French version
JOURNÉES SL_{2}R
(Strasbourg, Lorraine, LouvainlaNeuve, Luxembourg, Reims)
REPRESENTATION THEORY AND HARMONIC
ANALYSIS
in celebration of the 60^{th} birthday of
Pavle Pandžić


Organizing
Committee:
Philippe Bonneau, Salah Mehdi, Angela
Pasquale
Program
Speakers:
Alexandre AFGOUSTIDIS (University of Lorraine)
Léa BITTMANN (University of Strasbourg)
Hrvoje KRALJEVIĆ (University of Zagreb)
Andrey KRUTOV (Charles University)
Salah MEHDI (University of Lorraine)
Martin OLBRICH
(Universit of Luxembourg)
Ana PRLIĆ
(University of Zagreb)
Haluk
ŞENGÜN
(University of Sheffield)
Rupert YU
(University of Reims)
Conferences:
Petit Amphi, Bâtiment UFRMIM
Coffee breaks:
Salle des conférences of the IECL
Program:
The workshop will begin on Thursday at the beginning of the afternoon with a
talk on Dirac operators aimed at a "general public" and more
specifically Ph.D. students, future Ph.D. students and master's students passionate about fundamental mathematics.
Thursday, November 9
Friday, November 10
8:459:45 
Rupert YU:
On a combinatorial problem concerning seaweed Lie algebras

9:4510:15 
Coffee Break

10:1511:15 
Haluk ŞENGÜN:
Theta correspondence via $C^*$algebras

11:1512:15 
Martin OLBRICH:
The continuous spectrum of certain compact locally symmetric spaces

12:20 
Lunch 
14:0015:00 
Léa BITTMANN:
Skein modules and Double Affine Hecke Algebras

15:0016:00 
Alexandre AFGOUSTIDIS:
Recent developments on supercuspidal representations

Titles and abstracts
of the conferences:
General public talk
Salah MEHDI:
Dirac or the incredible mathematical odyssey of a free electron
Between 1900 and 1915, anni mirabiles, German physicists Albert Einstein and Max Planck revolutionized Physics and sent Newton back to the dressing room. The theory of quanta and the theory of relativity challenge intuition, opening the doors of a vast world until then invisible, a world populated by atoms around which revolve, at crazy speeds, swarms of particles. In these atomic hives, all eyes are on the queen, light (about
$9\times 10^{31}$ kilograms) and twirling (with spin $1/2$), named electron. But the queen stirs covetousness. In 1925, the paparazzi of the atom held a scoop: the Austrian physicist Erwin Schröodinger models the quantum but nonrelativistic back and forth of the electron. The next year the Swedish Oskar Klein and the German Walter Gordon managed to relativize the model, yet without including the spin. Thus, despite his agility and his doublelife, Schrödinger's cat fails to spy on the queen who continues to turn heads. For the umpteenth time, theoretical physicists have the spleen and find themselves in a dead end: how to describe with scalar waves the relativistic quantum dynamics of a spinning particle? It will take all the audacity and genius of the young British physicist Paul Dirac to lift the veil on the queen. In 1928, at the age of $25$, Dirac led the way and made a leap forward to think outside the box: he proposed an equation with vector solutions that captures the quantum, relativistic and spinning aspects of the free electron. Checkmath, the queen of particles abdicates after more than 13 billion years on the subatomic throne. The magic formula of the young revolutionary is however based on a simple differential operator of degree 1 with matrix constant coefficients. The Dirac operator was born, his immense kingdom will extend to the confluences of the mathematics: algebra, analysis and geometry. In this talk, we will discuss some episodes of Dirac's incredible odyssey, including its contributions to group theory, topology and analysis on manifolds. In particular, we will explain how the notion of invariance is the Ariane thread of most physical and mathematical theories. But let's say it right away: just like the electron once, the Dirac operator intrigues and fascinates. He has not yet revealed all its secrets, the adventure continues ...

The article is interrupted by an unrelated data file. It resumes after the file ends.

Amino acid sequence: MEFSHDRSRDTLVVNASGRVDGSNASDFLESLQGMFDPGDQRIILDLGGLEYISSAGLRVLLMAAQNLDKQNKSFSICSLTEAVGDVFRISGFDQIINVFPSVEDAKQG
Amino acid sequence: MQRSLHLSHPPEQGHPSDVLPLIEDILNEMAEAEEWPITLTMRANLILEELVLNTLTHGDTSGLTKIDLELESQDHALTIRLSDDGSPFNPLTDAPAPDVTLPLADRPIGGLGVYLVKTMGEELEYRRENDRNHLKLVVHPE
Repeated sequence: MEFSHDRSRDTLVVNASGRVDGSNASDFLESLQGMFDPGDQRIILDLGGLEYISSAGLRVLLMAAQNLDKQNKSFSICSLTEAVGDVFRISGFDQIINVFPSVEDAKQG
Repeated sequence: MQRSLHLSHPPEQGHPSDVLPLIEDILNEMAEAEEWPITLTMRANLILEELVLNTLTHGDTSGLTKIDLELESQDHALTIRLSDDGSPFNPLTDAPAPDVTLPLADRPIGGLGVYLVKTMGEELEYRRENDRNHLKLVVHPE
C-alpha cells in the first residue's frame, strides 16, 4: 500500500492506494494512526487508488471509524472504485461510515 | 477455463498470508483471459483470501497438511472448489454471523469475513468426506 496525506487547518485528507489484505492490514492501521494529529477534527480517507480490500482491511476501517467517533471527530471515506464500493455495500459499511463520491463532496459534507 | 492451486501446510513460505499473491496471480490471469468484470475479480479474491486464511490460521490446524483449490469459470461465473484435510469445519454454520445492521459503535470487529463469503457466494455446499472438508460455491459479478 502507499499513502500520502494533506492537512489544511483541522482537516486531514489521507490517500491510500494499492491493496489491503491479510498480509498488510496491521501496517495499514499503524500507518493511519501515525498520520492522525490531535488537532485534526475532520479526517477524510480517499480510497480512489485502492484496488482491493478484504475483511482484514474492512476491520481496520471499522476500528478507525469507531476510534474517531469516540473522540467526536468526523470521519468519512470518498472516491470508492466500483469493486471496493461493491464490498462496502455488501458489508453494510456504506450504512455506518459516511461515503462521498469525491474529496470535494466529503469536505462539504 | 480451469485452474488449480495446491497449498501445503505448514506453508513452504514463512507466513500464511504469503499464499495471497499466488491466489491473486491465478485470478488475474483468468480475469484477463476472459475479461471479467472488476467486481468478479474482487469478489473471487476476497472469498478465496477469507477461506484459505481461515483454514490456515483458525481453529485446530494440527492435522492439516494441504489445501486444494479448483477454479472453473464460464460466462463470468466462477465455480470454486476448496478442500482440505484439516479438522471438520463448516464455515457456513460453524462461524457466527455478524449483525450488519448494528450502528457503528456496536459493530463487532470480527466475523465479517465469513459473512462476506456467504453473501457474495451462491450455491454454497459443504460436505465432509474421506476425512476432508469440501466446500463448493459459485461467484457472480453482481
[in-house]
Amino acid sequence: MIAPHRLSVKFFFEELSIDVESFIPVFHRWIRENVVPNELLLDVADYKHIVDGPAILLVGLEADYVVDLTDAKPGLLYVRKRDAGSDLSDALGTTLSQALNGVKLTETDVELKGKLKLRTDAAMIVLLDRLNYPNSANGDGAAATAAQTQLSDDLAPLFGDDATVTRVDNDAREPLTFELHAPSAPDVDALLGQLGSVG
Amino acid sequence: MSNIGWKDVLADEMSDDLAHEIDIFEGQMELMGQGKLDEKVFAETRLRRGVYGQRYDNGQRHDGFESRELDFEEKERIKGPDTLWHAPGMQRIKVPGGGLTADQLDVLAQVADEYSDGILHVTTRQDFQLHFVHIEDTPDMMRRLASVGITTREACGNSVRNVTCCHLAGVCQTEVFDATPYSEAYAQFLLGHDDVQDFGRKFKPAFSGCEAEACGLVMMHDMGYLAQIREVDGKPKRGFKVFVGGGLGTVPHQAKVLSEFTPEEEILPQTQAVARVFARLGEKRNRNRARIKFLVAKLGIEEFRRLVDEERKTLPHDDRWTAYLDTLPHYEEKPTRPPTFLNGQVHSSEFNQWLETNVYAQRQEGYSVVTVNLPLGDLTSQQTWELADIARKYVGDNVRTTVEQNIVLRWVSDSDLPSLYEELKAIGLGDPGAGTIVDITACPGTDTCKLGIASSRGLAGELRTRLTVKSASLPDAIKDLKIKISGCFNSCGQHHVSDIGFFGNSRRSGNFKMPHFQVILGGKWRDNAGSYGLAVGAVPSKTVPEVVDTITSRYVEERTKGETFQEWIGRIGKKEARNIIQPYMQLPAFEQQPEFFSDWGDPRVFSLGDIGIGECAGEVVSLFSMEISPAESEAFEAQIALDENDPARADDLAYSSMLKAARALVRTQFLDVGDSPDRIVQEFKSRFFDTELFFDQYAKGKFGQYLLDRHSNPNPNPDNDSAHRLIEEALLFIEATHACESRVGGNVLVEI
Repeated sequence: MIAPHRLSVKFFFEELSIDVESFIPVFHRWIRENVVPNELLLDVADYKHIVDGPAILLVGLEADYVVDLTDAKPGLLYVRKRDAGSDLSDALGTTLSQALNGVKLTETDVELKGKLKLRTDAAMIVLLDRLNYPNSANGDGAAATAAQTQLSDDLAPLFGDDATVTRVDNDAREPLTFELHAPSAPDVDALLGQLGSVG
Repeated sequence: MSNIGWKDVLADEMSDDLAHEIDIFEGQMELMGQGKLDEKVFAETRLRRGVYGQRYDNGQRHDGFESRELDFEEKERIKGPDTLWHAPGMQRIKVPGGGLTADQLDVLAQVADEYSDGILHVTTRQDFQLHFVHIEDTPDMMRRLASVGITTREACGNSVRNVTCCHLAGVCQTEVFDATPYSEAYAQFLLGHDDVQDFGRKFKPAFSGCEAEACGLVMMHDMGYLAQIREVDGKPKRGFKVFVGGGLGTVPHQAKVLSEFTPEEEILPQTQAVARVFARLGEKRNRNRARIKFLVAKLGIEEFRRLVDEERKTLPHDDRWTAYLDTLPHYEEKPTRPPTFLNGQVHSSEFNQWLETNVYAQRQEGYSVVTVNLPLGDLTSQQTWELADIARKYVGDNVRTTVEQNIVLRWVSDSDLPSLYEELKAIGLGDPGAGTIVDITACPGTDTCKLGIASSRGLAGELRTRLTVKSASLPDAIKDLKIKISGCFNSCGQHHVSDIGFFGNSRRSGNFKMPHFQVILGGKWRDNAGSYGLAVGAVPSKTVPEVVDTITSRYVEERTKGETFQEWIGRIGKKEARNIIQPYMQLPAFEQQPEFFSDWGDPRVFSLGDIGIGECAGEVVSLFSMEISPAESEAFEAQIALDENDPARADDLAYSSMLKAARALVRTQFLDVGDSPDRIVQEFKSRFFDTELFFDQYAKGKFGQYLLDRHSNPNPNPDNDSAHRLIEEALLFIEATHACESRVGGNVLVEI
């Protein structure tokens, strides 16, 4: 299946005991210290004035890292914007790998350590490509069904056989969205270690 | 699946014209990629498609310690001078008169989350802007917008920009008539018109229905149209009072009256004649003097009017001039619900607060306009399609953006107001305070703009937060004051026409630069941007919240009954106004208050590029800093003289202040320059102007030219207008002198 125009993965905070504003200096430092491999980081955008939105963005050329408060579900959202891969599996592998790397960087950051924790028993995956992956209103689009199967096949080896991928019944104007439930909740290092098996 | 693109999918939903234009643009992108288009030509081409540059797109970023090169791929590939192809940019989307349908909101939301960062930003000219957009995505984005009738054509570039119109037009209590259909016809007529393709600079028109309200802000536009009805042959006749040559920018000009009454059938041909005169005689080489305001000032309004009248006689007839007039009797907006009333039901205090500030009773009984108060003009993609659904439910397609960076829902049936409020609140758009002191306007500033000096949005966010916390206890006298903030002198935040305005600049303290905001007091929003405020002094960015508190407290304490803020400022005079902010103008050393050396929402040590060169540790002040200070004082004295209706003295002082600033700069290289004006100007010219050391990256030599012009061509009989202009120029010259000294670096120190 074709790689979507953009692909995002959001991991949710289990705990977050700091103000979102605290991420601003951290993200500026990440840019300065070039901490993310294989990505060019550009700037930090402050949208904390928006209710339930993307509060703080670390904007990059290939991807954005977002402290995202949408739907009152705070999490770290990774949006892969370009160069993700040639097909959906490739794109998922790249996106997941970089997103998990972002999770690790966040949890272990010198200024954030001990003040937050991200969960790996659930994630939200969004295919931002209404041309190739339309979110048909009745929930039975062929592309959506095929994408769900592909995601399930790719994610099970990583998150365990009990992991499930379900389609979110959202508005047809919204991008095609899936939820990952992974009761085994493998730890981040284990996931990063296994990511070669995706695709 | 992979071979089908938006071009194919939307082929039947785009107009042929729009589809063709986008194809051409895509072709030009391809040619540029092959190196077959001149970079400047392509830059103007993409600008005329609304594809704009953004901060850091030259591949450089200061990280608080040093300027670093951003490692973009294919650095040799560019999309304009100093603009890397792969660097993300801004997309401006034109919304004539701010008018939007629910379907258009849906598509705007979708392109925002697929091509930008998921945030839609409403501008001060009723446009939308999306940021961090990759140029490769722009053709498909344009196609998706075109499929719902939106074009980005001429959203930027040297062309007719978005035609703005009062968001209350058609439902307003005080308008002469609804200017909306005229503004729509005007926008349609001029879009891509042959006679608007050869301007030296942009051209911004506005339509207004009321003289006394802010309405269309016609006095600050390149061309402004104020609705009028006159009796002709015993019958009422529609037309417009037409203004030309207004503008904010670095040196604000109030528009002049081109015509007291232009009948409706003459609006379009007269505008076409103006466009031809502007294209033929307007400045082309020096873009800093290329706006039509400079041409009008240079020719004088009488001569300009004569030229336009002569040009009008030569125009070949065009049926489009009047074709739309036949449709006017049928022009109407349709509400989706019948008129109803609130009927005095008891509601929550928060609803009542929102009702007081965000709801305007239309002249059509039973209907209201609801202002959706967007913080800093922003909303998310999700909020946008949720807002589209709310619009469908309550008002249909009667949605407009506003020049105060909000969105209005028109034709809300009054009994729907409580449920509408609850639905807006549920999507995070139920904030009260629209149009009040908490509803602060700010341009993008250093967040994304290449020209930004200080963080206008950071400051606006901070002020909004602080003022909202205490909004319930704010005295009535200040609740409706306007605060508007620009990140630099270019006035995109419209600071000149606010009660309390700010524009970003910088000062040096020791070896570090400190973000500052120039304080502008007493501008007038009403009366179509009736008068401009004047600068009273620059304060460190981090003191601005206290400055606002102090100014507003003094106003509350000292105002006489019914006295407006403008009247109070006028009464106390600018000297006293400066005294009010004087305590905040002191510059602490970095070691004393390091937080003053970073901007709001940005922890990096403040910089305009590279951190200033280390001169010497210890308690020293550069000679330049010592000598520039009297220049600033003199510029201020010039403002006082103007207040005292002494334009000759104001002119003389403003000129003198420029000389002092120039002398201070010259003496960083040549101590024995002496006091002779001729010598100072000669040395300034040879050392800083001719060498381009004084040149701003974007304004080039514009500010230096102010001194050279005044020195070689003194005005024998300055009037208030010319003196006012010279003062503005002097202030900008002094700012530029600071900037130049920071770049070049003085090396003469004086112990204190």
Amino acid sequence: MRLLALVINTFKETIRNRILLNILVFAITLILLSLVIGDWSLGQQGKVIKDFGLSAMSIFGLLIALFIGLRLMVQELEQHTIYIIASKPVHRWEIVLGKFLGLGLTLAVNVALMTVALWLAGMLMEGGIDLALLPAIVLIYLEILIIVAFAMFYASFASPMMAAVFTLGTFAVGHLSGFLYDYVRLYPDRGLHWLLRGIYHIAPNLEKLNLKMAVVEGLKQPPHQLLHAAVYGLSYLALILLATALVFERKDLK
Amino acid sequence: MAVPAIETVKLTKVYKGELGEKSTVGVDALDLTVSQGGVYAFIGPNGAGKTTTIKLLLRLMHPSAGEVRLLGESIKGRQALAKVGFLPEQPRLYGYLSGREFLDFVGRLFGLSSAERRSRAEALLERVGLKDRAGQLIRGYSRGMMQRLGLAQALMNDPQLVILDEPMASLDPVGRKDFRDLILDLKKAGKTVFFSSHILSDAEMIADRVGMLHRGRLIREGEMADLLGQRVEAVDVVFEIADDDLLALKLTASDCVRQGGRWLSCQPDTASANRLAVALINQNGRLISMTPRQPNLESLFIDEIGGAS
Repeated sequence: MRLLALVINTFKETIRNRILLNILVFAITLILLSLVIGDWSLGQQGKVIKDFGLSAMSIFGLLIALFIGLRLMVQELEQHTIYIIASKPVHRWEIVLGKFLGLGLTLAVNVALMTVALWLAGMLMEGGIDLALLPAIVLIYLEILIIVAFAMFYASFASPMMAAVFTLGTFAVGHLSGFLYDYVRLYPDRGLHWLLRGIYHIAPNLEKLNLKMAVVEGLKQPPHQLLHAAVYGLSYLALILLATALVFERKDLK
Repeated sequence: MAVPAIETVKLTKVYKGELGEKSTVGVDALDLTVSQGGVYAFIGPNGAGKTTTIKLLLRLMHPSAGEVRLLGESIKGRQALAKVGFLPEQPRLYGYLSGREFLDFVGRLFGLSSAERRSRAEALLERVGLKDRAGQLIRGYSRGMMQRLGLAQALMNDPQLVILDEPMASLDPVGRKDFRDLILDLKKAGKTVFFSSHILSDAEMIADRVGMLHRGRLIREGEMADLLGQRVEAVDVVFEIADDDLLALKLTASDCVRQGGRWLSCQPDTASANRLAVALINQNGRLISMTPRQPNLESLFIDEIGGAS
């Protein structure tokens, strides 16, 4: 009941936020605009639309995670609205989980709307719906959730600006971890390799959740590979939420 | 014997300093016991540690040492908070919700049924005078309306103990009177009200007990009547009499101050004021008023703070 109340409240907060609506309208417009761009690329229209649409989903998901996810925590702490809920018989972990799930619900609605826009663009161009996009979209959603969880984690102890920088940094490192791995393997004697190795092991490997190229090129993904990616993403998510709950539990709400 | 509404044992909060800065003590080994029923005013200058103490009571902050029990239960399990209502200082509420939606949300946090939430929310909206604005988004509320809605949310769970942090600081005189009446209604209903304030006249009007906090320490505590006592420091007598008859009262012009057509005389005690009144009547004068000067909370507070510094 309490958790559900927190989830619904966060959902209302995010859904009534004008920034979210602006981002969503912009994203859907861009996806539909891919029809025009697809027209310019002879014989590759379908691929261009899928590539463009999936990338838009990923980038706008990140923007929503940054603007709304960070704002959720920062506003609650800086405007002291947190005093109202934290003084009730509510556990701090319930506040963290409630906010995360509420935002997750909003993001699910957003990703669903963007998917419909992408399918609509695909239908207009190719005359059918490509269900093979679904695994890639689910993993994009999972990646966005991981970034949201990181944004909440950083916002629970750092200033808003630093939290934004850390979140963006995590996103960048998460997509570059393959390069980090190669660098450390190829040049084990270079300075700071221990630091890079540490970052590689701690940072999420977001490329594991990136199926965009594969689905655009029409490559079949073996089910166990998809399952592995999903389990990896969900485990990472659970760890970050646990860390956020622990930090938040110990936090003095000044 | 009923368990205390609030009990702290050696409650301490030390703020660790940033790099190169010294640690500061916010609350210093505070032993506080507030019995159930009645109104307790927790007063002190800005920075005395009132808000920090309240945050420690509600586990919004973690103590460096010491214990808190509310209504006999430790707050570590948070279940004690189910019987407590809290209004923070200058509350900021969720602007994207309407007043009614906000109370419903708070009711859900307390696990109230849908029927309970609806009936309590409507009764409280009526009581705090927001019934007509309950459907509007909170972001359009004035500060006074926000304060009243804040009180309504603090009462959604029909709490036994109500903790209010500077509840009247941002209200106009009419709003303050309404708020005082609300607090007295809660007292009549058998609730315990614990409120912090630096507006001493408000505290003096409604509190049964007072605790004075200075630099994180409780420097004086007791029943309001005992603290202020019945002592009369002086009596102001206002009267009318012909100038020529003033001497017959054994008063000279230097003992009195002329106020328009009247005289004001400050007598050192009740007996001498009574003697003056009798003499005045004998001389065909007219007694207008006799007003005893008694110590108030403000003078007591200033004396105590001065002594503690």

Hrvoje KRALJEVIĆ:
A glimpse into the work of Pavle Pandzic
On the occasion of the 60th birthday of Pavle Pandzic I will give short overview of his career. Furthermore, I will try to present his achievements in representation theory, especially by using Dirac operators.
Ana PRLIĆ:
Alternative proof of the classification of unitary highest weight modules
In this talk, we give an alternative proof of the classification of unitary highest weight modules given by Enright, Howe and Wallach
(and independently by Jakobsen). This is joint work with Pavle Pandžić, Vladimir Souček and Vit Tuček.
Andrey KRUTOV:
Cubic Dirac operator for $U_q(\mathfrak{sl}_2)$
Alekseev and Meinrenken developed a noncommutative equivariant de Rham theory for homogeneous manifolds equipped with a transitive action of a Lie group $G$. This led to the definition of a noncommutative Weil algebra related to the algebra $\mathfrak{g}$ of $G$. If the Lie algebra $\mathfrak{g}$ admits a nondegenerate invariant bilinear form, then the noncommutative Weil algebra comes equipped with a cubic Dirac element. Since this Dirac element squares to a scalar, it can be seen as an algebraic Dirac operator. Such Dirac operators have numerous applications in geometry and representation theory. In particular, they were used to give a new proof of the celebrated Duflo theorem.
We define the $q$deformed noncommutative Weil algebra for the quantum group $U_q(\mathfrak{sl}_2)$ and the corresponding cubic Dirac element. We calculate the spectrum of the Dirac operator and the corresponding Dirac cohomologies for finitedimensional and Verma modules over $U_q(\mathfrak{sl}_2)$.
This is joint work with Pavle Pandžić (Zagreb).
Rupert YU: On a combinatorial problem concerning seaweed Lie algebras
Seaweed Lie algebras were introduced
by Dergachev and Kirillov in 2000 and provided
many new examples of complex Frobenius Lie
algebras, that is, a Lie algebra whose coadjoint
action has an open orbit. The original definition
is only for gl(n), and the notion was generalized
by Panyushev to any reductive Lie algebras. As in
the case of parabolic subalgebras in a reductive
Lie algebra, any seaweed Lie algebra is conjugate
to some standard one. Duflo et Elashvili observed